“We’ve had to take some of our games back from what we liked and completely rebuild them to make them as basic as possible,” Mustard said. “Our most popular game right now was very different from when we launched. With triple-A development, you can’t make the same kinds of adjustments after launch.”

In addition to learning more internally about UEFN’s potential, Price has spearheaded efforts to bring in new talent. Jogo Studios is hiring with plans to scale to 35-40 developers by the end of the year. An obstacle to reaching this point is that developers are not always aware of UEFN’s potential.

“I’ve talked to AAA engineers who have no idea that you have the power of Unreal Engine at your fingertips in UEFN, and that you can create anything, because you don’t really see that right now,” Price said. “There’s always a light bulb moment when you talk to someone who is AAA and they explain everything that’s possible here.”

Creators diversifying Fortnite

Epic is charting a course to develop Fortnite and its various modes into a brand new gaming platform. In addition to the UEFN rollout, Epic has added Rocket Racing, Fortnite Festival and Lego Fortnite in the past year. Additionally, Disney’s $1.5 billion investment in Epic will boost expansion efforts and give potential partners more assurance that the platform can be brand safe.

Ultimately, UEFN helps Epic finalize its offering to players. Instead of developing every experience in-house, Epic has built an accessible toolkit for developers to reach their player base. During UEFN’s first year, more than 130 million people played the more than 80,000 creator-made maps. In turn, Epic has also paid out $320 million to creators as engagement rewards.

Typical Gamer joins a number of other content creators focused on game development and publishing. This is a logical choice, as these creators can market their own games and maps to their existing audience. Of course, UEFN is a natural option for Fortnite personalities to diversify their own income and reach their primary audience.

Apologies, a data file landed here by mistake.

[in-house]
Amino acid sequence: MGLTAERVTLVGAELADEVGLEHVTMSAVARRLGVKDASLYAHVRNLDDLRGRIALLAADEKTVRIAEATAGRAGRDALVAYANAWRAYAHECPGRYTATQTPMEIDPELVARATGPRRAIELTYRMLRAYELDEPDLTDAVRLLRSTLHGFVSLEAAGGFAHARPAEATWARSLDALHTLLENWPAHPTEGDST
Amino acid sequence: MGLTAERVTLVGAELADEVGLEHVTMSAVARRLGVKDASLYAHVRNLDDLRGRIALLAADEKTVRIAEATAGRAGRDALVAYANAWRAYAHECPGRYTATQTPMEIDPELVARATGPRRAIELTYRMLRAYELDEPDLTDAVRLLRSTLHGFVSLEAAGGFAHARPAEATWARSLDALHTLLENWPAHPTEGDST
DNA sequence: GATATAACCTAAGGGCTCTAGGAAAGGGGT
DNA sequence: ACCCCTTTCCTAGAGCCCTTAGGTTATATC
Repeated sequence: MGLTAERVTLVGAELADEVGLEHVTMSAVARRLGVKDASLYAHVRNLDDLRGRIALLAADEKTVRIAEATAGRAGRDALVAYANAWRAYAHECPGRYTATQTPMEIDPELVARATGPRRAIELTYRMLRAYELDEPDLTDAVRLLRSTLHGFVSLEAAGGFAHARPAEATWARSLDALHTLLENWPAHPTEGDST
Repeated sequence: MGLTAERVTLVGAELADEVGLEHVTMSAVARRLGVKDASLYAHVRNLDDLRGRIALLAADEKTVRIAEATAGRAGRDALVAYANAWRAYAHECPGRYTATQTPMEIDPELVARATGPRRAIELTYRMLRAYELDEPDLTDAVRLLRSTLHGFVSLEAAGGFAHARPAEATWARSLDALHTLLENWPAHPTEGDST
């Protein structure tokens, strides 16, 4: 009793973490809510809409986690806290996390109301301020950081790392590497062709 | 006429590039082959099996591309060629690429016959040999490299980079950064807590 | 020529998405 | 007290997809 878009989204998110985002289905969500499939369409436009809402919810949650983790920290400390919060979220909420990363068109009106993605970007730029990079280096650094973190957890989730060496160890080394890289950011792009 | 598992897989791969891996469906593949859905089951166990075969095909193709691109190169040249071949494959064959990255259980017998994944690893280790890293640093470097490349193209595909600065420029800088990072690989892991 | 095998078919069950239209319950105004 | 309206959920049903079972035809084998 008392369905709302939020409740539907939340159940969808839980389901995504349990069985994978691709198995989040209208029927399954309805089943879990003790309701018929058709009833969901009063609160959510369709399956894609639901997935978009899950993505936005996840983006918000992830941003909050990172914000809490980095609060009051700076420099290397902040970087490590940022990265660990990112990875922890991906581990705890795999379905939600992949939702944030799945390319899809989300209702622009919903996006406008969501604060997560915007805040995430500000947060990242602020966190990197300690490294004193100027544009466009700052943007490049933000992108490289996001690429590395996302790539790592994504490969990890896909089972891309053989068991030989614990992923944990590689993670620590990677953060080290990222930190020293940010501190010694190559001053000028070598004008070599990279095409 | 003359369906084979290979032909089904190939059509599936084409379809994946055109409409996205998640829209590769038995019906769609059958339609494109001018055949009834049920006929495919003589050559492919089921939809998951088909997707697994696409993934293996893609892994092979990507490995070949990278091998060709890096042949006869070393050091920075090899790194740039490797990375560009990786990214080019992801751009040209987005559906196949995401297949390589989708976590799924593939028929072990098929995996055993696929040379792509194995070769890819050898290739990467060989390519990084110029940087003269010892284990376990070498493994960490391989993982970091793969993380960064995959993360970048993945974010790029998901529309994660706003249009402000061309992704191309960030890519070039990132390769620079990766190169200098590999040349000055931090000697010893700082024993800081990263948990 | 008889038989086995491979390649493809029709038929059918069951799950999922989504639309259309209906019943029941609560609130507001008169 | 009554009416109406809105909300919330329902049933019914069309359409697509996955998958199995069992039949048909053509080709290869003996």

“Typical Gamer has been creating content for over a decade. We’ve heard so many stories about longtime fans introducing their own children to Fortnite or its stream,” said Nick Brotman, SVP and talent manager at Night Media. “The ability to reach an audience of six to thirty-five is attractive. Fortnite is the only UGC platform with such generational reach.”

What’s next for Jogo Studios and UEFN

Competition to establish a presence on the UEFN is increasing. Jogo Studios is hiring talent to further build out its library of cards and evolve them at the same time. This content will continue to live on passive monetization, which is critical given the funding source.

“Right now we are completely financed by myself and the profits we have made,” Rebelo said. “That doesn’t mean we won’t look for investors in the future, but we will terribly confident and we are placing a big bet on ourselves.”

Part of this confidence comes from the inevitable improvements to UEFN’s tools and capabilities.

“There are still things to be ironed out with tools, Verse, publishing, the algorithm and discovery, but we’ve come a long way,” Mustard said. “What gives me the most hope is Epic’s announcement at GDC that they will be building Battle Royale on UEFN in 2025. That’s a huge commitment and it’s exciting for a company like ours. As they interact with the tools, they will add and fix things.

For example, Mustard pointed out how Fortnite Creative maps currently struggle to support more than 50 players. Obviously, Epic will have to address this limit to accommodate the current maximum lobby size of 100 players.

As competition (and alleged DMCA takedown manipulation) increases, Typical Gamer, Jogo and its leadership believe the UGC content market could grow to 10 figures in the coming years. This will accelerate if Epic’s Verse API lives up to its hype as the programming language of the metaverse.

Until then, Jogo Studios is embracing its namesake as it looks to establish its own UGC-native gaming IP.